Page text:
Programming future securers of the cyber world

UB Network Defense gives students hands-on experience in cyber security

On February 13, 2014

Sitting in front of a computer for six to eight hours may be unacceptable for most average college students, but for some UB cyber security competitors, it's not only natural - it's necessary.

The UB Network Defense is a faculty- and student-run class that trains students to fight against cyber attacks. Through hands-on experience, the class prepares participants for competitions in which teams battle each other in cyber security. Students can only take the course, which meets on Thursdays from 6:30 p.m. to 9:30 p.m., if faculty advisers invite them.

"This is a class on defending a network, not attacking others," said Kevin Cleary, a faculty adviser of UB Network Defense. "To call it hacking would be a misnomer."

The class is designed around a guided independent study course, where students approach professors about what they are interested in and want to study. The elements of group work are also brought to the class. Faculty and students bounce ideas off one another and learn from each other.

Cleary, a lecturer in the Computer Science Department and a UB alum, said the class instills knowledge of cyber security in students. He expressed the necessity of teaching methods of defense and attack, which is generally portrayed as "hacking."

Every year, the advisers alter course to test different teaching and learning methods, but "the goal for the students remains the same: prepare for and compete in a network defense competition," Crawford said.

Students learn in less than one year what other schools do in three to four years, Murray said. The undergraduate students learn what is mostly graduate coursework.

Murray said this provides a "unique learning experience," one unlike what UB classes offer.

He said the three goals of the class are to learn, have fun and be competitive.

Although the class is through recruitment, many of its students did not have cyber security knowledge upon taking the course; they learned during the class.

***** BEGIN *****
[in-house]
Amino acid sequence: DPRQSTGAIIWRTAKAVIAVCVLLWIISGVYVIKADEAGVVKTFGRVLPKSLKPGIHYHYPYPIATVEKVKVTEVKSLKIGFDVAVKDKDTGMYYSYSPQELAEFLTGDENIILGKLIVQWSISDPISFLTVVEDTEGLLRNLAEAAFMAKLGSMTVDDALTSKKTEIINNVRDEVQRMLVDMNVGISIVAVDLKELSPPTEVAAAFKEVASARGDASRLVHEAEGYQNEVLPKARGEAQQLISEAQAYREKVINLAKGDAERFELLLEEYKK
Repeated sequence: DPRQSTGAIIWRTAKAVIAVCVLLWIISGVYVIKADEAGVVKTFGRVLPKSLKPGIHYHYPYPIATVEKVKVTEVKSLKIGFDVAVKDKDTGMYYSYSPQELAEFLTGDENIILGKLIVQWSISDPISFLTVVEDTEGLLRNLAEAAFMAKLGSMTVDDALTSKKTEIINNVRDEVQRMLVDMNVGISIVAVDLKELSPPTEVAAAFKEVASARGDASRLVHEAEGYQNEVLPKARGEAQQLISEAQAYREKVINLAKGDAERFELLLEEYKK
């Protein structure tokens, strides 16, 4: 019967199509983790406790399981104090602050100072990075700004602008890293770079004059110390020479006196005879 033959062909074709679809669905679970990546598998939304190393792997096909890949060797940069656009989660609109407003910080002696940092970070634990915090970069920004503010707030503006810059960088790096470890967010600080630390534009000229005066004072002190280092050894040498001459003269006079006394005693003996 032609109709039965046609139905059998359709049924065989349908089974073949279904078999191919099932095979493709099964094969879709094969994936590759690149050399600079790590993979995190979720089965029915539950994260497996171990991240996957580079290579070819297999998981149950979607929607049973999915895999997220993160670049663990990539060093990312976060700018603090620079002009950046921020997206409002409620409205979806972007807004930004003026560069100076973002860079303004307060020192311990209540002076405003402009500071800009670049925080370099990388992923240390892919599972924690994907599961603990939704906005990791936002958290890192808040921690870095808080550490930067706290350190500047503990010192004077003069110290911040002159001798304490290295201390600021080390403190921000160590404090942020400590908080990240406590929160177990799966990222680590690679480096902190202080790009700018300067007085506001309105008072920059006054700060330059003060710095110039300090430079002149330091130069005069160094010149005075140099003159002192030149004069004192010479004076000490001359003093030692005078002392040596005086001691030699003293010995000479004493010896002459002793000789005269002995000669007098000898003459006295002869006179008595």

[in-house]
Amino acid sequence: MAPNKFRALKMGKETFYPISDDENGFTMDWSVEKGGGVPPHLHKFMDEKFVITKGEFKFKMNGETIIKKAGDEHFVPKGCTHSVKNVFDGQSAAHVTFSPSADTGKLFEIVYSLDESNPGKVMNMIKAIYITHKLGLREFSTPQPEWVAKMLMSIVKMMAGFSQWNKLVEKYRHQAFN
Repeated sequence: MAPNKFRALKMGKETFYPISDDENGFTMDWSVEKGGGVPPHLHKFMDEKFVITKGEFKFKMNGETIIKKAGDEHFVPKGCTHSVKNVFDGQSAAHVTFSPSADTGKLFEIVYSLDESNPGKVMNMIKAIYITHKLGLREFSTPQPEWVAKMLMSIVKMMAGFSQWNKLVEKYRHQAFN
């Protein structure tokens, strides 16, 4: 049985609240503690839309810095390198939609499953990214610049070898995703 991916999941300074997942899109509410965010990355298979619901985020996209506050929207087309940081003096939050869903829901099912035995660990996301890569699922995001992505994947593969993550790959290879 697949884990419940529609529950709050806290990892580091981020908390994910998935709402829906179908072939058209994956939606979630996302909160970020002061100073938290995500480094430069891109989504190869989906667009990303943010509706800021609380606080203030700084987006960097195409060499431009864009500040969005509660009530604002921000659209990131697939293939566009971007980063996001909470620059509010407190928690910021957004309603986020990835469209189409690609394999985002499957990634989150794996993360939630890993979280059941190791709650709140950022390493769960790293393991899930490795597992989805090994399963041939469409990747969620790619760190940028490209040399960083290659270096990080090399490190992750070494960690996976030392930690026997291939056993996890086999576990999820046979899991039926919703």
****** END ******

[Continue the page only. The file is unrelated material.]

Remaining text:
Cleary said basic computer knowledge is important, but it is more about students' dedication and interest.

"If you had a group of all 'A+' [computer science and engineering] students, you would not succeed; if you have a group of all 'A+' [management information systems] masters, you would not succeed."

Rohan Shah, a junior computer science major, is a UB Network Defense captain. During competitions, he guides the team to create the strongest and most secure network.

These cyber security competitions are not what many people know as hackathons, he said. During hackathons, competitors create their own software, but in the competitions that UB Network Defense students partake in, participants hack into real systems.

Shah, who has been involved in many cyber security competitions and hackathons, describes them as "really intense," but fun at the same time.

"[It's a] cat-and-mouse type of game," said David Murray, a management science and systems professor and the coordinator of the class.

During the competitions, students are typically given a scenario in which they are the cyber security team of a business. From there, they must defend the network from penetration testers - those who try to hack into the system.

Another captain, Brandon Sackler, a senior dual finance and economics major, described the competitions as "caffeine and high intensity thinking."

Cleary said the competitions are similar to what happens in the real world, and students are actually defending themselves from industry professionals who have been doing this for years.

"[Students] prepare to survive the competitions [and] prepare to survive the real world," he said.

In the recent competition at Alfred State, UB's two teams won first and fourth place. 

Chris Crawford, a UB alum, co-teaches the class with Cleary and Murray. He currently works in Washington, D.C. in a similar field and conducts his part through webcam. 

Crawford and Murray tried to create a similar course in 2008. But the plan ultimately failed, with Murray calling it a "disaster." Crawford was embarrassed at his team's performance at the only event he competed in. He said the team was completely hacked in one hour.

After the incident, the class was put on hiatus until 2011, when Crawford reached out to Murray about giving UB Network Defense another chance.

"I realized that nothing at UB really prepared me for what I was doing as a professional more than the experience I had at the [cyber-security competitions]," Crawford said.

Murray said the course is now "light-years" better than when it started. He credits the success to the faculty and students' passion for the topic.

UB Network Defense is currently working to bring an internal competition to campus this semester. Murray said he hopes it will strengthen the group's presence at UB and attract more students to the class.



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